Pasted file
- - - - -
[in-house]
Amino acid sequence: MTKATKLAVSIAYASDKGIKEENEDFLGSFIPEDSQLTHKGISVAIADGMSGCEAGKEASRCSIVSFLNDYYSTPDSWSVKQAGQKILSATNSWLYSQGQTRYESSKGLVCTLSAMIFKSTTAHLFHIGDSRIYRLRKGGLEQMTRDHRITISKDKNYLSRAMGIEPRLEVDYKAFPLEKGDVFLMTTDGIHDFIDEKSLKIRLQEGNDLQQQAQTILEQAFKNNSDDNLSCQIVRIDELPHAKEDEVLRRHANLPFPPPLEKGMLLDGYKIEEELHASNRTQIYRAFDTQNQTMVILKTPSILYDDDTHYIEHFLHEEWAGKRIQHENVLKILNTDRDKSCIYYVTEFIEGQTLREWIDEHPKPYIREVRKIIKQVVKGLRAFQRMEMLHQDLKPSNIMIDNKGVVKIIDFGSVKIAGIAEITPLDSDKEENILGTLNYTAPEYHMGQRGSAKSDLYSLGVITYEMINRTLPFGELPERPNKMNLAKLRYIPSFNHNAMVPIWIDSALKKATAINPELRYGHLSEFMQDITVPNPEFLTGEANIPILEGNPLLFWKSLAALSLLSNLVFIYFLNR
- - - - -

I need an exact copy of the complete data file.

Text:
[in-house]
Amino acid sequence: MTKATKLAVSIAYASDKGIKEENEDFLGSFIPEDSQLTHKGISVAIADGMSGCEAGKEASRCSIVSFLNDYYSTPDSWSVKQAGQKILSATNSWLYSQGQTRYESSKGLVCTLSAMIFKSTTAHLFHIGDSRIYRLRKGGLEQMTRDHRITISKDKNYLSRAMGIEPRLEVDYKAFPLEKGDVFLMTTDGIHDFIDEKSLKIRLQEGNDLQQQAQTILEQAFKNNSDDNLSCQIVRIDELPHAKEDEVLRRHANLPFPPPLEKGMLLDGYKIEEELHASNRTQIYRAFDTQNQTMVILKTPSILYDDDTHYIEHFLHEEWAGKRIQHENVLKILNTDRDKSCIYYVTEFIEGQTLREWIDEHPKPYIREVRKIIKQVVKGLRAFQRMEMLHQDLKPSNIMIDNKGVVKIIDFGSVKIAGIAEITPLDSDKEENILGTLNYTAPEYHMGQRGSAKSDLYSLGVITYEMINRTLPFGELPERPNKMNLAKLRYIPSFNHNAMVPIWIDSALKKATAINPELRYGHLSEFMQDITVPNPEFLTGEANIPILEGNPLLFWKSLAALSLLSNLVFIYFLNR